Leo Houlding battles through the slime forest. Photo: Coldhouse Collective/Berghaus

Leo Houlding battles through the slime forest. Photo: Coldhouse Collective/Berghaus

Climber and adventurer Leo Houlding and his team have battled through a ‘slime forest’ and torrential rain in their push towards their Mount Roraima goal.

A generator, essential for powering film and photography gear, was fully submerged in a pond during a parachute drop.

The team, Leo Houlding, Anna Taylor, Waldo Etherington, Wilson Cutbirth, Matt Pycroft and Dan Howard, along with local support guides and porters, completed almost 100km of ‘jungle bashing’ to reach the location of their basecamp in the Guyana rainforest.

The Cumbrian adventurer and his fellow climbers hope to help two local Amerindians to the summit of the 2,810m flat-topped Mount Roraima via the tepui’s prow.

Reporting from the jungle, the team said the final day of the journey provided an insight into the next stage of the expedition and was a very tough slog of almost constant uphill. “There was a significant change in terrain, and everyone was really feeling the steep ascent and the humidity.”

At one stage during that day, they set down their packs and left the trail to find the parachute loads, which had been dropped by a chartered aeroplane. Four of the Amerindian locals on the team have spent over 20 days in the jungle cutting the trail. They had seen the bag drop and guided the crew directly to it.

The team surveys the prow. Photo: Coldhouse Collective/Berghaus

The team surveys the prow. Photo: Coldhouse Collective/Berghaus

The team spokesperson said: “All of the parachutes landed their loads without breakage, but not quite without incident. One of the haul bags had dropped into a pond just off to the side of the target and got fully submerged. It happened to be the bag that contained the generator, essential for filming and sending out the photographs and video.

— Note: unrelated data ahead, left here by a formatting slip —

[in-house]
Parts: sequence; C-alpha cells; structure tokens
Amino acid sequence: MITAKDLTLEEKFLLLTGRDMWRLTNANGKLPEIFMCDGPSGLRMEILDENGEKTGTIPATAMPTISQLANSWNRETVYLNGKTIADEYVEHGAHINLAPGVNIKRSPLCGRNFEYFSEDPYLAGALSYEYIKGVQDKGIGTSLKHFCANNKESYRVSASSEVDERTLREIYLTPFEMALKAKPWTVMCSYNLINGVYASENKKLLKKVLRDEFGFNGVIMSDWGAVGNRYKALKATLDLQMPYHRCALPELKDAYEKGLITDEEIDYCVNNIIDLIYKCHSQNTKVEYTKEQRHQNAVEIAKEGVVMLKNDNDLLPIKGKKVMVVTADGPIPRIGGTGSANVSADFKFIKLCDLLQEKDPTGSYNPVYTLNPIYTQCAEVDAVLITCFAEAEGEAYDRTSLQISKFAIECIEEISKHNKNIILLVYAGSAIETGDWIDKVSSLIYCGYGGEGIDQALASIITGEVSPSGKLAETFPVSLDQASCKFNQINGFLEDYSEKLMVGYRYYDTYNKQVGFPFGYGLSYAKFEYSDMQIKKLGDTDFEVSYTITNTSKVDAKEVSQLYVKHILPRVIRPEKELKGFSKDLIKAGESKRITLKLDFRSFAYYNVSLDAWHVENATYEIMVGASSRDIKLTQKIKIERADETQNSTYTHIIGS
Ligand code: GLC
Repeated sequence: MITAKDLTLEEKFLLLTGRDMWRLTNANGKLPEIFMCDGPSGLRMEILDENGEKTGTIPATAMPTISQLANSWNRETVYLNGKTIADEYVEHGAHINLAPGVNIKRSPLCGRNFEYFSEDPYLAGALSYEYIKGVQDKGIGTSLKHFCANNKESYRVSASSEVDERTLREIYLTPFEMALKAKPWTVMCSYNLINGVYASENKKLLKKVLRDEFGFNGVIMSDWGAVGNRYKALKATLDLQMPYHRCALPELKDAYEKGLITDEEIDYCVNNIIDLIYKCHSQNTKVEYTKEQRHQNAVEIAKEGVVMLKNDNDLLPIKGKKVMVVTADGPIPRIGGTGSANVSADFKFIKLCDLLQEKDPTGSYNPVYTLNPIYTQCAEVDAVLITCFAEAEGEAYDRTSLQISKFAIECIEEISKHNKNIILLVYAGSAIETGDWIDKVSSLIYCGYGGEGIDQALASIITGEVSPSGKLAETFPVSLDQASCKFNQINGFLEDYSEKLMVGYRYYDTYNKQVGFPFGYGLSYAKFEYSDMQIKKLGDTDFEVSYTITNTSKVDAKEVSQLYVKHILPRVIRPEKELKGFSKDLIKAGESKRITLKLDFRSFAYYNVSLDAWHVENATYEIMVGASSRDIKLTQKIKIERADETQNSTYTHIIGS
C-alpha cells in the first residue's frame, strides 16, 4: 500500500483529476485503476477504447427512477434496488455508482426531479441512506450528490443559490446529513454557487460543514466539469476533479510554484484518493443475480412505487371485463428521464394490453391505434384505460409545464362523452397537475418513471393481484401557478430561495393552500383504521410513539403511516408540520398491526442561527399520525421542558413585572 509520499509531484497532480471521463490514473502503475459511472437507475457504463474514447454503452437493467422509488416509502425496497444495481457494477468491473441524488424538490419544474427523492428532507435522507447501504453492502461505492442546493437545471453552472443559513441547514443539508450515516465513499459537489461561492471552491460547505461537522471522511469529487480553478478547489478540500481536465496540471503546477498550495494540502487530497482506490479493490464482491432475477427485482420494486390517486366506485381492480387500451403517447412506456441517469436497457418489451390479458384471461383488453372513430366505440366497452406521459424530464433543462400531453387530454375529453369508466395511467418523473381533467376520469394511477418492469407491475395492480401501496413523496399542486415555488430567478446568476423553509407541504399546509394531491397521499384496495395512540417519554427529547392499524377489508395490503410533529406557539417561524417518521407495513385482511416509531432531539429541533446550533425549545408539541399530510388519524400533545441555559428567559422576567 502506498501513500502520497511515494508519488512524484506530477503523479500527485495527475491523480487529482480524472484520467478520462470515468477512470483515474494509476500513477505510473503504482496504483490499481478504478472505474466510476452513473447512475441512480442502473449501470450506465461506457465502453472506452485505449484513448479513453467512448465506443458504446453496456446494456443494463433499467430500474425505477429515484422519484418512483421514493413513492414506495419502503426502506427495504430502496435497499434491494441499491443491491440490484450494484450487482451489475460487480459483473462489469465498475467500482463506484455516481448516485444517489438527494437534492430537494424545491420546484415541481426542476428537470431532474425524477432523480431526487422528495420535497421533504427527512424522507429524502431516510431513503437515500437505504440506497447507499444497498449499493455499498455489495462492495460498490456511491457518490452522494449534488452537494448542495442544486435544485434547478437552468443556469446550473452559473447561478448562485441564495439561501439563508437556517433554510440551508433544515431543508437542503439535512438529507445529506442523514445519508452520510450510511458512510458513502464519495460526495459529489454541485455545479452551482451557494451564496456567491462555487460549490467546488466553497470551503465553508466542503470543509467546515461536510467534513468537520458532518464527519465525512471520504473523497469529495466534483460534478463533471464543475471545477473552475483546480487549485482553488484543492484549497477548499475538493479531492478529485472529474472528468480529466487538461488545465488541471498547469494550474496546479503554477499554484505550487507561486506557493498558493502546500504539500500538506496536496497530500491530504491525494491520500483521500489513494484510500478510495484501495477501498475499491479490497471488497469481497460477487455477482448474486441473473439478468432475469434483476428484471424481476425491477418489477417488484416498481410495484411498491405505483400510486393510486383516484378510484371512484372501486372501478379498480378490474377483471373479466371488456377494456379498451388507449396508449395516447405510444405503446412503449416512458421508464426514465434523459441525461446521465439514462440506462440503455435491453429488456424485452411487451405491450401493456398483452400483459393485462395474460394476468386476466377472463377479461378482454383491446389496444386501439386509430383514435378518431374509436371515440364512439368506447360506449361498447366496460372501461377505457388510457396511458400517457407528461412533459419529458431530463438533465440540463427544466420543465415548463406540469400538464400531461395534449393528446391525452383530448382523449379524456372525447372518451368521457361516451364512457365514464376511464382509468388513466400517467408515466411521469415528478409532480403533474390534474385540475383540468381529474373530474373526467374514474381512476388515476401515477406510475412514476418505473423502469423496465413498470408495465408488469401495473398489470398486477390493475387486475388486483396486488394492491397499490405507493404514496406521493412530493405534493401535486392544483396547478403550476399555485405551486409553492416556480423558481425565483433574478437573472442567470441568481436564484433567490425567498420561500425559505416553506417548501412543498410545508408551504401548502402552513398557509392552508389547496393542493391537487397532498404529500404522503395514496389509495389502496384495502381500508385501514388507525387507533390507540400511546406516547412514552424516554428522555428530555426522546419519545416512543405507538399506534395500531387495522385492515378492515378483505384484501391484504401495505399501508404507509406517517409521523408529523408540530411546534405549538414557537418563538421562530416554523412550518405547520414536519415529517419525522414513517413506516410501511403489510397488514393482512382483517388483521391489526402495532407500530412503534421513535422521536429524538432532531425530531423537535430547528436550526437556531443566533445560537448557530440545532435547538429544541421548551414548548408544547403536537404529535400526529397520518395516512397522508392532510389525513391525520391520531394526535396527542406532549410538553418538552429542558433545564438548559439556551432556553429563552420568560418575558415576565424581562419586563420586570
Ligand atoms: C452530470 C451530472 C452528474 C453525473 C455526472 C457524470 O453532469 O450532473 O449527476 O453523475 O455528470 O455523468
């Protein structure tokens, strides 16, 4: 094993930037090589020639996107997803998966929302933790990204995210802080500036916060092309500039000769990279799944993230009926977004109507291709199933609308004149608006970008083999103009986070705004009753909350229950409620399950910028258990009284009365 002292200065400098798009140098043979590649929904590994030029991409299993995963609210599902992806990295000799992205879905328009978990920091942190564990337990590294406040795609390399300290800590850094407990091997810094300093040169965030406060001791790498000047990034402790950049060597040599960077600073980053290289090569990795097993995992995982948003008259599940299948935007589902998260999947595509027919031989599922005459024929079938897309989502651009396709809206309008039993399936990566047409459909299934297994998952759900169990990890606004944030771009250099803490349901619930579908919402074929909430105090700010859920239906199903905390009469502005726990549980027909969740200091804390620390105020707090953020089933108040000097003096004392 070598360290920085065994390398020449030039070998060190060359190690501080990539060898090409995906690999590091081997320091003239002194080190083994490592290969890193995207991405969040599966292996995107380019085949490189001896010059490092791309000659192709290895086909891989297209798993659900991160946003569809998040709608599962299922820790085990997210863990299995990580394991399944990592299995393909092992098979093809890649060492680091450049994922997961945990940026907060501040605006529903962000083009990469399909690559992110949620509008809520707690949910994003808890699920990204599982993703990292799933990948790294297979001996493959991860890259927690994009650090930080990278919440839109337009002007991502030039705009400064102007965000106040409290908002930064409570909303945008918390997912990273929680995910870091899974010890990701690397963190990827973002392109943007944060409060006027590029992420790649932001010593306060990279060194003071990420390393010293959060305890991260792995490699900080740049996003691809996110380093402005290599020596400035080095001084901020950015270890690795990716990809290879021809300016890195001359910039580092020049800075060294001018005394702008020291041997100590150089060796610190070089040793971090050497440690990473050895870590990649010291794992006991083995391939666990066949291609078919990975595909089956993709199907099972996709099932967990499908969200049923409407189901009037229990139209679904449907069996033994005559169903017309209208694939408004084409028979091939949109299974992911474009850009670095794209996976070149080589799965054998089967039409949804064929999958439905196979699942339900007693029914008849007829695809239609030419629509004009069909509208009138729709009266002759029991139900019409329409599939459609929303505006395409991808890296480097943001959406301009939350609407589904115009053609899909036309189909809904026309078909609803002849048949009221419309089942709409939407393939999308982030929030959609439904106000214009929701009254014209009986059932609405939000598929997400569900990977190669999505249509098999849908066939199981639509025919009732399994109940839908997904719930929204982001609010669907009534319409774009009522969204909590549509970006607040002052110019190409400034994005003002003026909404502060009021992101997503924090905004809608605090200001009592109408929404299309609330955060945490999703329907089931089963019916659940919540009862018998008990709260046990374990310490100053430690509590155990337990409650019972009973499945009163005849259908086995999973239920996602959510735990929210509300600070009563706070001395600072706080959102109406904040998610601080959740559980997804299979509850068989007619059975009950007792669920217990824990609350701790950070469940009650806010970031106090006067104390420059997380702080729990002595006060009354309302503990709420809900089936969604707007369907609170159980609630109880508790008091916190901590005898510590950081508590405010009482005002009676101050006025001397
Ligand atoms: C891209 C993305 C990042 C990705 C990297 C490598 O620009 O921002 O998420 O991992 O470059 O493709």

“Once up to camp, one of the hardier guides, Henry, spent the evening cleaning and drying the generator out before it spluttered into life. He ended the ordeal by asking if the team could now charge the headtorch Leo had sent out to him in advance. They were very happy to oblige.”

Once basecamp was set up and running, the full team of 21 ate together for the last time as a complete unit – the climbing team of six, plus porters, guides and trail builders. The following morning, 10 of them departed, leaving the core crew with five Amerindians as vertical-terrain porters.

The team said Sunday was ‘a real day of days’. The crew planned to wake up early and watch the sunrise from the penthouse hill behind camp, but the rain began about midnight and fell torrentially all night, and into the morning. As the team ate breakfast and drank coffee, there was a sense that the wet season had come a little early, and this might be set in for the rest of the expedition.

Waldo Etherington provides a ropework lesson at basecamp. Photo: Coldhouse Collective/Berghaus

Waldo Etherington provides a ropework lesson at basecamp. Photo: Coldhouse Collective/Berghaus

The first part of the day was spent packing loads, and teaching the remaining local Amerindians how to use harnesses and prepare ascending kit. During the previous day, Etherington and Cutbirth had pre-rigged 300m of the slime forest that separates basecamp from the prow of Mount Roraima, and on Sunday they went up there as a full team.

Film-maker Matt Pycroft said: “It is something else completely. Within minutes we were soaking wet. We may as well have been swimming.

“By the time we got up the first few fixed lines we were coated with mud and slime, but everyone took it in their stride and it felt like a real mission. To be honest, the whole team thought it was brilliant, and it was one of our favourite days so far, even though it was likely the hardest.”

The expedition team’s plan now is to ferry all of the equipment to the top of the vertical ‘slime forest’, across the El Dorado swamp above, and through a bromeliad-clad hill to the base of the prow.

They said the slime forest and the hill above are like something from another world. The team said it is finding it difficult to describe just how muddy, slimy and ancient the place is. “It took five hours to reach the top, with Leo breaking trail, with Anna, Waldo and Wilson keeping the porters safe, and Matt and Dan jumping between to get everything filmed and photographed.”

The prow of Roraima, with figures just discernable at its base. Photo: Coldhouse Collective/Berghaus

The prow of Roraima, with figures just discernable at its base. Photo: Coldhouse Collective/Berghaus

Matt Pycroft added: “The place is wild, but getting up close to Roraima was something else entirely.

“We could see the face in all its glory, and the rain stopped for just long enough to glance up and spend time assessing where we might go in terms of picking a line. Due to the weather, waterfalls are flowing from the summit left, right and centre, and standing underneath Roraima it becomes apparent just how steep it really is.”

The next few days will be spent ferrying loads up through the slime forest to establish an advanced basecamp.

Pycroft said: “We’ve embraced the slime and the mud, but we could do without the rain. We’ve got our fingers crossed that this isn’t the wet season come early. We’ll see.”

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